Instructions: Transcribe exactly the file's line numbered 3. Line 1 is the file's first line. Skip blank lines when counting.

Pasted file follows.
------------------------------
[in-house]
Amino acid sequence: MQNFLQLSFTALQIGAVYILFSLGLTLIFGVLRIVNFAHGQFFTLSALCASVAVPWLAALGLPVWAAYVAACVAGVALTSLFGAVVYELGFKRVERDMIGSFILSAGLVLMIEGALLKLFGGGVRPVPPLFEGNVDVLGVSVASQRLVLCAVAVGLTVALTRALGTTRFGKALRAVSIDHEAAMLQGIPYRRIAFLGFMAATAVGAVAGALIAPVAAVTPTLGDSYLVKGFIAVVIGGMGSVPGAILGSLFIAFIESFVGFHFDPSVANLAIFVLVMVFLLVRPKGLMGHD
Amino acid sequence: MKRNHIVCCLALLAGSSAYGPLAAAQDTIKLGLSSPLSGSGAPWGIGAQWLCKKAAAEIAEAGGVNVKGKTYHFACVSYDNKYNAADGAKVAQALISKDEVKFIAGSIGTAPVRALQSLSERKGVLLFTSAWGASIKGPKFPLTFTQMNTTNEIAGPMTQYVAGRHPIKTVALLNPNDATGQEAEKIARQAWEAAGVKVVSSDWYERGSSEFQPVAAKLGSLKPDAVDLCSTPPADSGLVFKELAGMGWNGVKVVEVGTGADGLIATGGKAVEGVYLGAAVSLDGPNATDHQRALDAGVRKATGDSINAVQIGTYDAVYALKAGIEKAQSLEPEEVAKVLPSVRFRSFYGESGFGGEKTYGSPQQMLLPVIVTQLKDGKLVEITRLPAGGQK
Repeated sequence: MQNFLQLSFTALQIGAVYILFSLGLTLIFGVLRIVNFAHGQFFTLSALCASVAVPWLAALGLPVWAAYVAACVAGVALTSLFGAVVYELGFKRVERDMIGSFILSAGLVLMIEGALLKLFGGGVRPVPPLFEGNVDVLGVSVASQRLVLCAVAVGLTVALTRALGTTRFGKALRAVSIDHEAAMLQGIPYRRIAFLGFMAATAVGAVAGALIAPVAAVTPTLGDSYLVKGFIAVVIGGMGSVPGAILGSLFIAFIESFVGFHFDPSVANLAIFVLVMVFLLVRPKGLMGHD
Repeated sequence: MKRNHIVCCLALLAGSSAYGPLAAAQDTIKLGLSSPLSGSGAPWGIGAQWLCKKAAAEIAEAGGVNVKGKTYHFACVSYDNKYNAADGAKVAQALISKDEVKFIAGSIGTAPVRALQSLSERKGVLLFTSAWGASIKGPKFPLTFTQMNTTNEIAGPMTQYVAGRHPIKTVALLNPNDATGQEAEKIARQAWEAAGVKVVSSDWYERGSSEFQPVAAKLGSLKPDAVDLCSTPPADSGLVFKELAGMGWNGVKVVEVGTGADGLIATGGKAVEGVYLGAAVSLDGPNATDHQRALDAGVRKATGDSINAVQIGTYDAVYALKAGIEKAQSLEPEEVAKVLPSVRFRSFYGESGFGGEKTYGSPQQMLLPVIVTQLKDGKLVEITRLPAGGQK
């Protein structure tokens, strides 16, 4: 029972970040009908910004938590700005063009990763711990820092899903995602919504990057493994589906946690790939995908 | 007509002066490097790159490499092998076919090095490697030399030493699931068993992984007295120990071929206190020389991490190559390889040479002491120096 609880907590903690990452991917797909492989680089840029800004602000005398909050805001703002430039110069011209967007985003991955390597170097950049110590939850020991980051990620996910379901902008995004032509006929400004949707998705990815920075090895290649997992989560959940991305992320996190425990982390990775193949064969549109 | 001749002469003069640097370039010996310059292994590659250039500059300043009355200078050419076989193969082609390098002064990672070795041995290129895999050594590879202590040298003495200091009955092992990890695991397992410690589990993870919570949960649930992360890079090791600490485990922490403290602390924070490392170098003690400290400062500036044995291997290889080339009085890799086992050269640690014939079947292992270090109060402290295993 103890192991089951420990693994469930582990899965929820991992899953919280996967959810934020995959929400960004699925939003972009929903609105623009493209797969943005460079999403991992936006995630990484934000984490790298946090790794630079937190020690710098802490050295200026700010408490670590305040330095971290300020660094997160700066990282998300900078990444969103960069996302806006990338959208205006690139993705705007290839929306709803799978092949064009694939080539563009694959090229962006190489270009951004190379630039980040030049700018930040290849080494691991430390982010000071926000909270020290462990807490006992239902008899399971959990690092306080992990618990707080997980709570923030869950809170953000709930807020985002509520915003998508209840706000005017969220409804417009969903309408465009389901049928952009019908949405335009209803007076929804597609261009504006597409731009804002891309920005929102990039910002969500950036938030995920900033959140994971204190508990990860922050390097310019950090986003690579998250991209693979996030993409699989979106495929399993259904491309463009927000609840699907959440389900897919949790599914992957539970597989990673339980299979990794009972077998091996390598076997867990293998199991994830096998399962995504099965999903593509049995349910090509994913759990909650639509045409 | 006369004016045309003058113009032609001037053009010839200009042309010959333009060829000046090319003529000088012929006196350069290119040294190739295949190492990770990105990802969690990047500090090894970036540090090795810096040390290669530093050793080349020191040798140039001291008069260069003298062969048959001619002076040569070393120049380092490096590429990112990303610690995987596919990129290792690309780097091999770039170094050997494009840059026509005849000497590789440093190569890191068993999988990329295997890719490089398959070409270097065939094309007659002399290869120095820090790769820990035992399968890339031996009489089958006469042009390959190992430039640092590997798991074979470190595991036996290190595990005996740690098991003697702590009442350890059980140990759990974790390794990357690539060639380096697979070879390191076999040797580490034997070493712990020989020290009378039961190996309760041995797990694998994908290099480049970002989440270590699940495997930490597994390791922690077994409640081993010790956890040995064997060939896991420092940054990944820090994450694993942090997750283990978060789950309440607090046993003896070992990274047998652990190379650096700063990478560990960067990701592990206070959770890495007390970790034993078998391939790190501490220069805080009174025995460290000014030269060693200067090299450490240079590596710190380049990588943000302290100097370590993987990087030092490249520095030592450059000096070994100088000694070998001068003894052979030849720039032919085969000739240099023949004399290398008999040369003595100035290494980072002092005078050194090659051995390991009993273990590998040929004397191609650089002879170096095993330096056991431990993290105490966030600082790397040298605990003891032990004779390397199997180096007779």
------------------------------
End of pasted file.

Amino acid sequence: MKRNHIVCCLALLAGSSAYGPLAAAQDTIKLGLSSPLSGSGAPWGIGAQWLCKKAAAEIAEAGGVNVKGKTYHFACVSYDNKYNAADGAKVAQALISKDEVKFIAGSIGTAPVRALQSLSERKGVLLFTSAWGASIKGPKFPLTFTQMNTTNEIAGPMTQYVAGRHPIKTVALLNPNDATGQEAEKIARQAWEAAGVKVVSSDWYERGSSEFQPVAAKLGSLKPDAVDLCSTPPADSGLVFKELAGMGWNGVKVVEVGTGADGLIATGGKAVEGVYLGAAVSLDGPNATDHQRALDAGVRKATGDSINAVQIGTYDAVYALKAGIEKAQSLEPEEVAKVLPSVRFRSFYGESGFGGEKTYGSPQQMLLPVIVTQLKDGKLVEITRLPAGGQK